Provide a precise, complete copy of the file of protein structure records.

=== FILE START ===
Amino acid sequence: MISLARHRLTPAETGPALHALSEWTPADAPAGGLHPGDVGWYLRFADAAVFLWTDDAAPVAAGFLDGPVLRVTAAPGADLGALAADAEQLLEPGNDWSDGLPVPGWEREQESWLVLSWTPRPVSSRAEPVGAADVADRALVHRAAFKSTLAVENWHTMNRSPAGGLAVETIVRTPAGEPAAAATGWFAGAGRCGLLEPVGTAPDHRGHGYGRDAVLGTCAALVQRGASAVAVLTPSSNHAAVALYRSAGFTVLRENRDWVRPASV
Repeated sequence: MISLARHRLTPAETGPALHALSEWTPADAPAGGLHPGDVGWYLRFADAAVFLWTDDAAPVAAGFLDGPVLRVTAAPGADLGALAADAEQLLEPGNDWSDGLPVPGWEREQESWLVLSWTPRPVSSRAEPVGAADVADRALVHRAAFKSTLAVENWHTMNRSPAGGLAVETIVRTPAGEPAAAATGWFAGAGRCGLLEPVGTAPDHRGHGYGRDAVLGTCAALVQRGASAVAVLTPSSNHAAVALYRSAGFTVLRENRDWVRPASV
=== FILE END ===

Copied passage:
Amino acid sequence: MISLARHRLTPAETGPALHALSEWTPADAPAGGLHPGDVGWYLRFADAAVFLWTDDAAPVAAGFLDGPVLRVTAAPGADLGALAADAEQLLEPGNDWSDGLPVPGWEREQESWLVLSWTPRPVSSRAEPVGAADVADRALVHRAAFKSTLAVENWHTMNRSPAGGLAVETIVRTPAGEPAAAATGWFAGAGRCGLLEPVGTAPDHRGHGYGRDAVLGTCAALVQRGASAVAVLTPSSNHAAVALYRSAGFTVLRENRDWVRPASV
Repeated sequence: MISLARHRLTPAETGPALHALSEWTPADAPAGGLHPGDVGWYLRFADAAVFLWTDDAAPVAAGFLDGPVLRVTAAPGADLGALAADAEQLLEPGNDWSDGLPVPGWEREQESWLVLSWTPRPVSSRAEPVGAADVADRALVHRAAFKSTLAVENWHTMNRSPAGGLAVETIVRTPAGEPAAAATGWFAGAGRCGLLEPVGTAPDHRGHGYGRDAVLGTCAALVQRGASAVAVLTPSSNHAAVALYRSAGFTVLRENRDWVRPASV